US President Donald Trump has said, without evidence, that if "legal votes" are counted, he would "easily win" the presidential election.

Addressing the media at the White House this evening, Mr Trump accused Democrats of "trying to steal the election".

Speaking for nearly 17 minutes, he said: "They're trying to rig the election, and we can't let that happen."

Trump's complaints were specifically targeting the integrity of the huge number of ballots that were mailed in, rather than cast in person on election day.

The big shift to postal ballots this year reflected the desire of voters to avoid risking exposure to Covid-19 in crowded polling stations during a pandemic that has already killed more than 230,000 Americans.

However, because Mr Trump often denied the seriousness of the virus and told his supporters not to support mail-in ballots, far fewer Republicans took advantage of the option compared to Democrats.

The incumbent president's comments came as returns from still undeclared states around the country showed Democratic challenger Joe Biden trending toward victory.

Biden, 77, was just one or two battleground states away from securing the majority to take the White House.

Trump, 74, needed an increasingly unlikely combination of wins in multiple states to stay in power.

In comments to reporters in his hometown of Wilmington, Delaware, Biden said "we continue to feel very good.

"We have no doubt that when the count is finished, Senator (Kamala) Harris and I will be declared the winners," he said.

Trump, who shocked the world in 2016 when he won the presidency in his first ever run for public office, lashed out in a series of written statements before holding the White House appearance –  the first in public since the night of Tuesday's election.

On Twitter, Joe Biden appealed for calm.

"The process is working," he said in Wilmington. "The count is being completed. And we will know soon."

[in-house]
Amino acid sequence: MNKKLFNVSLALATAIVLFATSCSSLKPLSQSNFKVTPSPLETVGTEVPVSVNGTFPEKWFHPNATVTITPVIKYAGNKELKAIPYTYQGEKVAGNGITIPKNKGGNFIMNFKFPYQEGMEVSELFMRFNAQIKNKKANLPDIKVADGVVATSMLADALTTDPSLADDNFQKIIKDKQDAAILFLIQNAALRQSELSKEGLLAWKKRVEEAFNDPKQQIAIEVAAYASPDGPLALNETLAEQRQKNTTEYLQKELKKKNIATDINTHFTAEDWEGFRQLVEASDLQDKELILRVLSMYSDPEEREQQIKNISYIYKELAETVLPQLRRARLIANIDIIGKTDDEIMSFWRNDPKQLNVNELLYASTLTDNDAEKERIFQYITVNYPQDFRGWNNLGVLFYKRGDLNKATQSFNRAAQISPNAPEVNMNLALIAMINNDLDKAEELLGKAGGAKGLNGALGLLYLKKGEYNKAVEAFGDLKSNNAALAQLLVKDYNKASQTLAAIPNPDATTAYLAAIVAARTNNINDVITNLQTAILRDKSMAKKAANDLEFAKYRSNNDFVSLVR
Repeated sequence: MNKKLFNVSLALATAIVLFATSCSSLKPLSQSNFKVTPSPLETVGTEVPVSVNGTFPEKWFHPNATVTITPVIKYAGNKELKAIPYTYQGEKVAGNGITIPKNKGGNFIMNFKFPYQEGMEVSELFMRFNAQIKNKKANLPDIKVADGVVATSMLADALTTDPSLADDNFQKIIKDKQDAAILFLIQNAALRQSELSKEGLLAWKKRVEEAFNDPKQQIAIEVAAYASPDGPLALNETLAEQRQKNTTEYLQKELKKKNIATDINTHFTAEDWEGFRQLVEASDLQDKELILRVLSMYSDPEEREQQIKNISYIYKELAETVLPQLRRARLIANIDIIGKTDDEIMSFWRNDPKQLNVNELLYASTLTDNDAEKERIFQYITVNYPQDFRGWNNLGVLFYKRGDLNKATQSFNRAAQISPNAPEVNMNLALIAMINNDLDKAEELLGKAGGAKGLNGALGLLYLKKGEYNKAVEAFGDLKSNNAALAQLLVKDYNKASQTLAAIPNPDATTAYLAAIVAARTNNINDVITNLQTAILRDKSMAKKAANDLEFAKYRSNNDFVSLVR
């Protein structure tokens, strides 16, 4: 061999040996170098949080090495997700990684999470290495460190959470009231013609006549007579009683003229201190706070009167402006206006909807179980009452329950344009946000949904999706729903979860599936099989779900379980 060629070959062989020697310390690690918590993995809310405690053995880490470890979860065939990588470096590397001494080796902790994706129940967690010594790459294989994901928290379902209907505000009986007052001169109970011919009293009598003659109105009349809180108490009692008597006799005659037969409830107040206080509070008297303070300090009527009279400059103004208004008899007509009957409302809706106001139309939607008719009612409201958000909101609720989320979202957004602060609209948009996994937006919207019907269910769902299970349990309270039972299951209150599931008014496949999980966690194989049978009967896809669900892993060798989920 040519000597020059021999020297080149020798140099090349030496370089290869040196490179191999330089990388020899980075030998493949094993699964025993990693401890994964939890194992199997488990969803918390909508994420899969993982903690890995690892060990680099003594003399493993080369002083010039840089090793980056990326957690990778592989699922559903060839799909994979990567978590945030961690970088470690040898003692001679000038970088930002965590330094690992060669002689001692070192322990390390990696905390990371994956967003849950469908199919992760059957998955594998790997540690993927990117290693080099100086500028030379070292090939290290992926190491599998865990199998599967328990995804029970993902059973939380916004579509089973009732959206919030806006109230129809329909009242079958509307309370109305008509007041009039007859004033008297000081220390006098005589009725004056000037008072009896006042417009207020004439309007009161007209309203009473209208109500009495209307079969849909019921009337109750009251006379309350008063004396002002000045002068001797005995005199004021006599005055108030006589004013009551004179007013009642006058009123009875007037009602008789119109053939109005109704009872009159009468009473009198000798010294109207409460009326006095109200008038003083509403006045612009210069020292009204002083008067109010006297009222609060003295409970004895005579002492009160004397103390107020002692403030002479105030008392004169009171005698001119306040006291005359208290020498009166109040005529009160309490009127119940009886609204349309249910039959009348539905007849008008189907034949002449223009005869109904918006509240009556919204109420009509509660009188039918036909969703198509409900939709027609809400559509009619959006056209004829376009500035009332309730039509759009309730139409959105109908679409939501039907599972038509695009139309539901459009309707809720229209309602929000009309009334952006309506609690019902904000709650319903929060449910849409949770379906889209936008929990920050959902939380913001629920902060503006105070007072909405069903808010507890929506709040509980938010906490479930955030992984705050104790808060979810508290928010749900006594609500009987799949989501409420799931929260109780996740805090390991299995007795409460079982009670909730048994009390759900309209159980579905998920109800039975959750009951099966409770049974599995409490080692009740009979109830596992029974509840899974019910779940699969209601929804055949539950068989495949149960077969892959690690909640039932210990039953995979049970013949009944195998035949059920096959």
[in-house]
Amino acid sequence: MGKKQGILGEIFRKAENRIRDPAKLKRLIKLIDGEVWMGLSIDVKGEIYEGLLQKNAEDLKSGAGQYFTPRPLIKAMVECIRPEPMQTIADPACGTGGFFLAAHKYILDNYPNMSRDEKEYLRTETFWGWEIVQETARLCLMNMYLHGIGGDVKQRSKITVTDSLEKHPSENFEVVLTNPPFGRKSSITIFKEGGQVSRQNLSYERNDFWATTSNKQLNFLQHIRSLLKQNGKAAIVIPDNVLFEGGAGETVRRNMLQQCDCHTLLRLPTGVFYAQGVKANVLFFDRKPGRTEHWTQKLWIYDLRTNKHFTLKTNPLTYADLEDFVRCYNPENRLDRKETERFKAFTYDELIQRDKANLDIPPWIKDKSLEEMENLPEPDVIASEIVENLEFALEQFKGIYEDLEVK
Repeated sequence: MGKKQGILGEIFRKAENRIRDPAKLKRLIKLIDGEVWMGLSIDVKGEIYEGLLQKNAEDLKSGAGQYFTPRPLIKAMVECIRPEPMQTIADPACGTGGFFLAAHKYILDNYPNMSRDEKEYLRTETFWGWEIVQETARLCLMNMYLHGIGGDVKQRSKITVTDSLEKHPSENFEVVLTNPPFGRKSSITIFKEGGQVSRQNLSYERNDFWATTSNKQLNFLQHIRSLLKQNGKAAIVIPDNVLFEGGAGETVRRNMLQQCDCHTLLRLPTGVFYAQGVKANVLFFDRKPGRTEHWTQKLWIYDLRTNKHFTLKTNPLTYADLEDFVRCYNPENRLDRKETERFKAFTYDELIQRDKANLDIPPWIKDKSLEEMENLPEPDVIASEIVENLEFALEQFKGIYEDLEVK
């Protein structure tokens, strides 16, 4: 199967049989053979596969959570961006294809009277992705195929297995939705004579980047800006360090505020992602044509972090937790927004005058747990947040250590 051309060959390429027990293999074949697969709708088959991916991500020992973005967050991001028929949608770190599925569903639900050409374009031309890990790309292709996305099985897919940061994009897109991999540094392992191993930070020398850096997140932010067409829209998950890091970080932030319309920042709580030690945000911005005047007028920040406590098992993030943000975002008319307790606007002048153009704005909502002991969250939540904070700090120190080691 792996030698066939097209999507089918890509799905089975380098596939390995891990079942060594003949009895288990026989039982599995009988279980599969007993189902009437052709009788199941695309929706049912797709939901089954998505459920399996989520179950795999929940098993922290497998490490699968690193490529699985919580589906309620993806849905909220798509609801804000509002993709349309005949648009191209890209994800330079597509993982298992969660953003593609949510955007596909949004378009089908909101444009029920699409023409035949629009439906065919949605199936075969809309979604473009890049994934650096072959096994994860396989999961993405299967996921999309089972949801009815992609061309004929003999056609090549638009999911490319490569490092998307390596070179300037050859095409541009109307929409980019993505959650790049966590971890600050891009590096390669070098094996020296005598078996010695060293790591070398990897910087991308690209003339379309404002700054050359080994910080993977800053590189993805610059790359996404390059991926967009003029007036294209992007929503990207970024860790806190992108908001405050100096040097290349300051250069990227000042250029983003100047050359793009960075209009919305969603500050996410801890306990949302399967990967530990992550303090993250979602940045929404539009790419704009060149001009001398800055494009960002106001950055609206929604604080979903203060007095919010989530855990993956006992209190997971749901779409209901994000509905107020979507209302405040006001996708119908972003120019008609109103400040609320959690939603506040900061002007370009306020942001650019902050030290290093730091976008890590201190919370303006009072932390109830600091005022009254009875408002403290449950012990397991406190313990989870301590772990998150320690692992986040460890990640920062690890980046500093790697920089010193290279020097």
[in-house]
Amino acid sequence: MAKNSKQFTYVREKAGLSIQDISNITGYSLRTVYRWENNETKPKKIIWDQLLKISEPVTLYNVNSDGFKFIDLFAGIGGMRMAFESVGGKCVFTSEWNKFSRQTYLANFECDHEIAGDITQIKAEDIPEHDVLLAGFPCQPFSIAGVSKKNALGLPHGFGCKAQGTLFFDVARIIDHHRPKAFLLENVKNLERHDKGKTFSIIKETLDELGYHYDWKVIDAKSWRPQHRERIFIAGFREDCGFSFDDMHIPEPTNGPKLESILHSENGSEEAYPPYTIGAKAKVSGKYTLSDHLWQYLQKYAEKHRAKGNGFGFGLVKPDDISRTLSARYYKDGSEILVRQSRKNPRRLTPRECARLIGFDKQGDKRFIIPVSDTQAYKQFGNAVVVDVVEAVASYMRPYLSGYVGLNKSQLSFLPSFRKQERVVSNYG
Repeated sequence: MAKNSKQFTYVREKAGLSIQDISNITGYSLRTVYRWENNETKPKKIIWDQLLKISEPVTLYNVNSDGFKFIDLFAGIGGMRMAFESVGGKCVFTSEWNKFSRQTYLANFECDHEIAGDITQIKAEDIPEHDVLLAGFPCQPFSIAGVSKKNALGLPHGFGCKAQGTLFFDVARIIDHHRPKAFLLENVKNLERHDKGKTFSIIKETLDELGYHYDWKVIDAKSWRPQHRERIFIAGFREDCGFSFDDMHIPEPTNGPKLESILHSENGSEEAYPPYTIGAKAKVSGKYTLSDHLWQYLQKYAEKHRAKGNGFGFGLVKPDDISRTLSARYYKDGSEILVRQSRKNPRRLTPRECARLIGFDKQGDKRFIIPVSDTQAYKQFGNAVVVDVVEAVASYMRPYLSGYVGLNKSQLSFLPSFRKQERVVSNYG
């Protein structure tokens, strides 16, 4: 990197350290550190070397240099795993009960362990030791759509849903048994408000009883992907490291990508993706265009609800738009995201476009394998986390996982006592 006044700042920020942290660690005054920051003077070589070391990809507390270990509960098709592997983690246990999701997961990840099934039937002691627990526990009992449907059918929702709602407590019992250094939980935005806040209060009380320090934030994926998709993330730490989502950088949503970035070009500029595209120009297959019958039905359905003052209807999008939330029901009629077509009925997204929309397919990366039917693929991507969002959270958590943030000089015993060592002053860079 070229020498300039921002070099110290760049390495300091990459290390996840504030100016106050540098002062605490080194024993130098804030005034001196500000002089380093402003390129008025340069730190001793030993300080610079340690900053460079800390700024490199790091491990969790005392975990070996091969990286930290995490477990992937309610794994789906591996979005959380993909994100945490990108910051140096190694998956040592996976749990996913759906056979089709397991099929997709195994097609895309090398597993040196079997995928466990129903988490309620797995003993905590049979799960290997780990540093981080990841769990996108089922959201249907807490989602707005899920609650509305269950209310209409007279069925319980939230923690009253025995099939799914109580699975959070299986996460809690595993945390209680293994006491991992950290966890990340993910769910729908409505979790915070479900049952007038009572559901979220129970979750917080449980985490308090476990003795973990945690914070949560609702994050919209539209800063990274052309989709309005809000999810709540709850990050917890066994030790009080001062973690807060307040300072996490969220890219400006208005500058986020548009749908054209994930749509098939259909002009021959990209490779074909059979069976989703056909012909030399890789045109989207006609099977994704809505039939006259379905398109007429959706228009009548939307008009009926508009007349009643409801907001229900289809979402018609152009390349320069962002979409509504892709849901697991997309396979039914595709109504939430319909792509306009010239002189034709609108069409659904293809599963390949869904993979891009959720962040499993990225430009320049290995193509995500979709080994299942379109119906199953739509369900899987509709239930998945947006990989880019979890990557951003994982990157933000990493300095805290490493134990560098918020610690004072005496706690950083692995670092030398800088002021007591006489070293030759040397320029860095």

In Georgia, a generally Republican state, Trump had a razor thin and steadily slipping lead of less than 3,500.

With 98% of ballots already counted, the president and Biden were headed to a photo finish.

In Arizona and Nevada, Biden held on to slim leads. If Biden wins both those states he would also win the presidency.

But the biggest piece of the puzzle was Pennsylvania, where Trump's early lead was again steadily draining away, as election officials homed in on processing mail-in ballots, which are more typically cast by Biden supporters.

The Democratic hopeful currently has 253 of the 538 electoral votes divvied up between the country's 50 states - and 264 with the inclusion of Arizona, which Fox News and the Associated Press have called in his favour.

If Biden took Pennsylvania, he would grab 20 more electoral votes - which would instantly take him over the top of the 270 needed for overall victory.


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With just over 325,000 ballots outstanding, the official overseeing elections in Pennsylvania, Kathy Boockvar, told an early evening press conference she could not give an estimate for a complete count.

"It's very close in Pennsylvania, right?" She said. "So that means it's going to take longer to actually see who the winner is."

The latest results show Trump's lead in the state has shrunk to around 61,000 votes.

However, Trump's campaign continued to insist that the president has a way to win, citing pockets of Republican support yet to be counted in such close races.

But Trump's overwhelming focus was on claiming, without evidence, that he was a victim of mass fraud.

The Republican president prematurely declared victory yesterday and threatened to seek Supreme Court intervention to stop vote-counting but it has continued nonetheless.

Since then, his team fanned out across the battleground states challenging the results in court and staging a series of press conferences where supporters lodged allegations of irregularities.

"STOP THE COUNT!" Trump tweeted on Thursday, referring to his claim that the mail-in ballots in particular are fraudulent.

But while Trump was demanding that counting be halted in Georgia and Pennsylvania - where he is leading - his supporters and campaign insisted that it continue in Arizona and Nevada, where he is trailing.

The campaign has announced lawsuits in Georgia, Nevada and Pennsylvania and Michigan - where it has already been dismissed - as well as demanding a recount in Wisconsin, where Biden won by just 20,000 votes.

Bob Bauer, a lawyer for the Biden campaign, dismissed the slew of lawsuits as "meritless."

"All of this is intended to create a large cloud," Bauer said. "But it's not a very thick cloud. We see through it. So do the courts and so do election officials."

If victorious, Joe Biden will face a tough battle to govern, with Republicans appearing poised to keep control of the US Senate and likely block large parts of his legislative agenda, including expanding healthcare and fighting climate change.

In the nationwide popular vote, Mr Biden is comfortably ahead of Mr Trump, with 3.6 million more votes.

President Trump defeated Democrat Hillary Clinton in 2016 after winning crucial battleground states even though she drew about three million more votes nationwide.